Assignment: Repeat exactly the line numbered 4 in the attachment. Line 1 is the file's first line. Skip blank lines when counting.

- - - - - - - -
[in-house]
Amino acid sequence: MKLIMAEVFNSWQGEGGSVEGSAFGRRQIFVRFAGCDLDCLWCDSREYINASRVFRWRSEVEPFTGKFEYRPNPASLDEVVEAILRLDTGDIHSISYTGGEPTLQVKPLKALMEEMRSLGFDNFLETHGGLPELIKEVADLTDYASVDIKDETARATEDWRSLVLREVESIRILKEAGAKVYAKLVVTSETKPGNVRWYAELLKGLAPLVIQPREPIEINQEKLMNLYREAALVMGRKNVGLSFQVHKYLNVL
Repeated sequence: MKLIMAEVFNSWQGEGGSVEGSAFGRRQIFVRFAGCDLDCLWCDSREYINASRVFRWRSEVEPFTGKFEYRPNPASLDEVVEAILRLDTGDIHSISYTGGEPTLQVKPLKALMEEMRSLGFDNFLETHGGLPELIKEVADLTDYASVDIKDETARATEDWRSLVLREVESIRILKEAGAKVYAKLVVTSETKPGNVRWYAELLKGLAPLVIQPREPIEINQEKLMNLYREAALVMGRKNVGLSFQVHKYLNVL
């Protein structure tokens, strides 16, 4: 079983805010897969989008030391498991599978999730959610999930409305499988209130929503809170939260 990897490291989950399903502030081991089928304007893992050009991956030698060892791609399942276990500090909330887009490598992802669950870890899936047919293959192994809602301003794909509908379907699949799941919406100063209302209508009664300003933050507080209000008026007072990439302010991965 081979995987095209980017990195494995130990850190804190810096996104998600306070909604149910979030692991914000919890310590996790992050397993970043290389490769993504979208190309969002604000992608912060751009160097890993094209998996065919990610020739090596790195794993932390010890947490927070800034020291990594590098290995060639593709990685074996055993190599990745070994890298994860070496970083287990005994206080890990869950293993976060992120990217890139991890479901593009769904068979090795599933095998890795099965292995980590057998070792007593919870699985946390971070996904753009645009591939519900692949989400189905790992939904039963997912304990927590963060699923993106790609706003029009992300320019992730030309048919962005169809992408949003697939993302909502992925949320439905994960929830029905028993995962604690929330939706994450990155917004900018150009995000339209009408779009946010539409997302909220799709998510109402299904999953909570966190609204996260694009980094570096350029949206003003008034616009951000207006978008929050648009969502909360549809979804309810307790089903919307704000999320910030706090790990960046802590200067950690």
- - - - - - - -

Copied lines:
């Protein structure tokens, strides 16, 4: 079983805010897969989008030391498991599978999730959610999930409305499988209130929503809170939260 990897490291989950399903502030081991089928304007893992050009991956030698060892791609399942276990500090909330887009490598992802669950870890899936047919293959192994809602301003794909509908379907699949799941919406100063209302209508009664300003933050507080209000008026007072990439302010991965 081979995987095209980017990195494995130990850190804190810096996104998600306070909604149910979030692991914000919890310590996790992050397993970043290389490769993504979208190309969002604000992608912060751009160097890993094209998996065919990610020739090596790195794993932390010890947490927070800034020291990594590098290995060639593709990685074996055993190599990745070994890298994860070496970083287990005994206080890990869950293993976060992120990217890139991890479901593009769904068979090795599933095998890795099965292995980590057998070792007593919870699985946390971070996904753009645009591939519900692949989400189905790992939904039963997912304990927590963060699923993106790609706003029009992300320019992730030309048919962005169809992408949003697939993302909502992925949320439905994960929830029905028993995962604690929330939706994450990155917004900018150009995000339209009408779009946010539409997302909220799709998510109402299904999953909570966190609204996260694009980094570096350029949206003003008034616009951000207006978008929050648009969502909360549809979804309810307790089903919307704000999320910030706090790990960046802590200067950690």